What is commonly referred to as the “ahupuaʻa system” is a result of the firm establishment of palena (boundaries.) This system of land divisions and boundaries enabled a konohiki (land/resource manager) to know the limits and productivity of the resources that he managed.
Ahupuaʻa served as a means of managing people and taking care of the people who support them, as well as an easy form of collection of tributes by the chiefs. Ultimately, this helped in preserving resources.
A typical ahupuaʻa (what we generally refer to as watersheds, today) was a long strip of land, narrow at its mountain summit top and becoming wider as it ran down a valley into the sea to the outer edge of the reef. If there was no reef then the sea boundary would be about one and a half miles from the shore.
When the Hawaiians lived on the land as farmers and gatherers they became intimately acquainted with and named countless features and places.
Hawaiian customs and practices demonstrate the belief that all portions of the land and environment are related; the place names given to them tell us that areas are of cultural importance. (Maly)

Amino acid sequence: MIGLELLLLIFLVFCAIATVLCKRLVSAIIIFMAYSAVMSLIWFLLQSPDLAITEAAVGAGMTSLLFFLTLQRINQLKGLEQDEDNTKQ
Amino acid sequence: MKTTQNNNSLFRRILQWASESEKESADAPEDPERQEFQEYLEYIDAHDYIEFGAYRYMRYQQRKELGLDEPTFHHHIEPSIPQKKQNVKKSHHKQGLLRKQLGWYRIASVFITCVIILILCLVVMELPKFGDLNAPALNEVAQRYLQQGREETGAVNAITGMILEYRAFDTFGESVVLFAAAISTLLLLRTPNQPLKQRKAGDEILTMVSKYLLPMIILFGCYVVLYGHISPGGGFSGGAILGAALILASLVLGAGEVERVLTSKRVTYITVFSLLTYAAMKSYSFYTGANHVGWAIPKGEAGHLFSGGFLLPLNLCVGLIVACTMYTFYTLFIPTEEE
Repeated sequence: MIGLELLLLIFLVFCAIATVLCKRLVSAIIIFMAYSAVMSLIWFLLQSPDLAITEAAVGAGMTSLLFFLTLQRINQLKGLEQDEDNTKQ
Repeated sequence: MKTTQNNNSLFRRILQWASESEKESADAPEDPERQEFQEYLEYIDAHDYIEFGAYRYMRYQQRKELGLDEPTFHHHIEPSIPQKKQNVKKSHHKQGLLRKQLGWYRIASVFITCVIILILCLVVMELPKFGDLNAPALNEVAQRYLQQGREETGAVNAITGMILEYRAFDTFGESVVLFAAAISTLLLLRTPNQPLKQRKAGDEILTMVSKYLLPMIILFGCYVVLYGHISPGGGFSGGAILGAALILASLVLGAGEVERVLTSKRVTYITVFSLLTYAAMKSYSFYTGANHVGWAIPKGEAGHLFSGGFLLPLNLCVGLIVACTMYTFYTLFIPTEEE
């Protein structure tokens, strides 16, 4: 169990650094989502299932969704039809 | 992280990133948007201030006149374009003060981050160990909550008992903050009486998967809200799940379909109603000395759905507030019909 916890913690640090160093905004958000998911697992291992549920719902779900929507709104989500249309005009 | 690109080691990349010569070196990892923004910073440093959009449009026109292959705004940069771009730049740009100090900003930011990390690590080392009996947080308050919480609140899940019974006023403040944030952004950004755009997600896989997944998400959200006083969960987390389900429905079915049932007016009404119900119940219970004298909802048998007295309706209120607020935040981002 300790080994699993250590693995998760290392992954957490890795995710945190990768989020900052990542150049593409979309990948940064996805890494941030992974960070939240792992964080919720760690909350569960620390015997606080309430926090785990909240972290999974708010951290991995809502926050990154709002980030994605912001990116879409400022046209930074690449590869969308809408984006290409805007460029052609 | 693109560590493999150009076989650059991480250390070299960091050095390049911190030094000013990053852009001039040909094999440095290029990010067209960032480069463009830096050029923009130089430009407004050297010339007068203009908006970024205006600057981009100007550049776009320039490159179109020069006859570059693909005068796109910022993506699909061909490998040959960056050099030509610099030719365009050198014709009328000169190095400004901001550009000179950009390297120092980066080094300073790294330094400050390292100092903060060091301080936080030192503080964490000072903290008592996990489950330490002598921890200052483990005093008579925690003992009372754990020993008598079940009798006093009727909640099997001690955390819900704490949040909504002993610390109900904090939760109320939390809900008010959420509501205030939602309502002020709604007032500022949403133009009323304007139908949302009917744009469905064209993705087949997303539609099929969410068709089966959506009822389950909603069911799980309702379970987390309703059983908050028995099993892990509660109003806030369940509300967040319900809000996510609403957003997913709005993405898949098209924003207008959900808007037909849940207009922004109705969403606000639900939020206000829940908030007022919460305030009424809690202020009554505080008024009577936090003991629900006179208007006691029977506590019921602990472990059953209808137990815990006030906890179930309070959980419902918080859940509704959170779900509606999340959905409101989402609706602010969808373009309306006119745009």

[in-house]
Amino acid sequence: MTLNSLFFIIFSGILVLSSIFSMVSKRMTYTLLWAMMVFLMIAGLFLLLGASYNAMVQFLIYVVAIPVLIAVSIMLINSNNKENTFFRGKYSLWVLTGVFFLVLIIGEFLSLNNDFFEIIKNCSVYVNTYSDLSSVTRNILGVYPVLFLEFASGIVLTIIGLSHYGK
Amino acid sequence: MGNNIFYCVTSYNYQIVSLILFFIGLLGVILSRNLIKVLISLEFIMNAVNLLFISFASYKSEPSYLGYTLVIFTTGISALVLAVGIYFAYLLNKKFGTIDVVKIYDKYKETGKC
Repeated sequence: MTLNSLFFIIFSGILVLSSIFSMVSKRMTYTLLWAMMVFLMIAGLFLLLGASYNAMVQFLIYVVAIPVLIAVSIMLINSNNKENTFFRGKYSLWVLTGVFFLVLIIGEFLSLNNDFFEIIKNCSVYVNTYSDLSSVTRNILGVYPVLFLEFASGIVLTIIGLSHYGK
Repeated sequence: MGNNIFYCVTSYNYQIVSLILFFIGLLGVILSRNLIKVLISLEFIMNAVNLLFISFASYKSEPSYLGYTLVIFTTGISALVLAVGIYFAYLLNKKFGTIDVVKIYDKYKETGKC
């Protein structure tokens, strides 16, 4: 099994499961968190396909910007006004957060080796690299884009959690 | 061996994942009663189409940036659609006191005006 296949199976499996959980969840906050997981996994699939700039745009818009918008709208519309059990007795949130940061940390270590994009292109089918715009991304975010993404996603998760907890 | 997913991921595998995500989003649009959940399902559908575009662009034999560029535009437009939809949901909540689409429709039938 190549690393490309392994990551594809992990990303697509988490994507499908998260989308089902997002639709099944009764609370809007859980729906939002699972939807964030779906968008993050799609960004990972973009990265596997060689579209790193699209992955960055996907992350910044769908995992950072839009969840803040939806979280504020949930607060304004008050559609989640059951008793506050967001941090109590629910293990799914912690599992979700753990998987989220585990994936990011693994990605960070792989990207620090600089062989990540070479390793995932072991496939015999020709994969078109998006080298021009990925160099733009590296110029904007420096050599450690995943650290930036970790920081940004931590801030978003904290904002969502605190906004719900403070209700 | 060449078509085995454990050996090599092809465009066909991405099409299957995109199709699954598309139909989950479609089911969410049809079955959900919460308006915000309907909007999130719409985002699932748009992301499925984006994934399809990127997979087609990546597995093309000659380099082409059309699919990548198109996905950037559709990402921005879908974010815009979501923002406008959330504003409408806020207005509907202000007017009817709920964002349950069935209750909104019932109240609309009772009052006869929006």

This Placial versus Spatial context reflects the relationship of the people to the land.
“Sense of place is about the feeling that emanates from a place as a combination of the physical environment and the social construct of people activity (or absence of) that produces the feeling of a place. … People seek out Hawaiʻi because of the expectation of what its sense of place will be when they get there.” (Apo)
“Sense of place helps to define the relationships we have as hosts and guests, as well as how we treat one another and our surroundings.” (Taum)
“In the Hawaiian mind, a sense-of-place was inseparably linked with self-identity and self-esteem. To have roots in a place meant to have roots in the soil of permanence and continuity.”
“Almost every significant activity of his life was fixed to a place.”
“No genealogical chant was possible without the mention of personal geography; no myth could be conceived without reference to a place of some kind; no family could have any standing in the community unless it had a place; no place of significance, even the smallest, went without a name; and no history could have been made or preserved without reference, directly or indirectly, to a place.”
“So, place had enormous meaning for Hawaiians of old.” (Kanahele)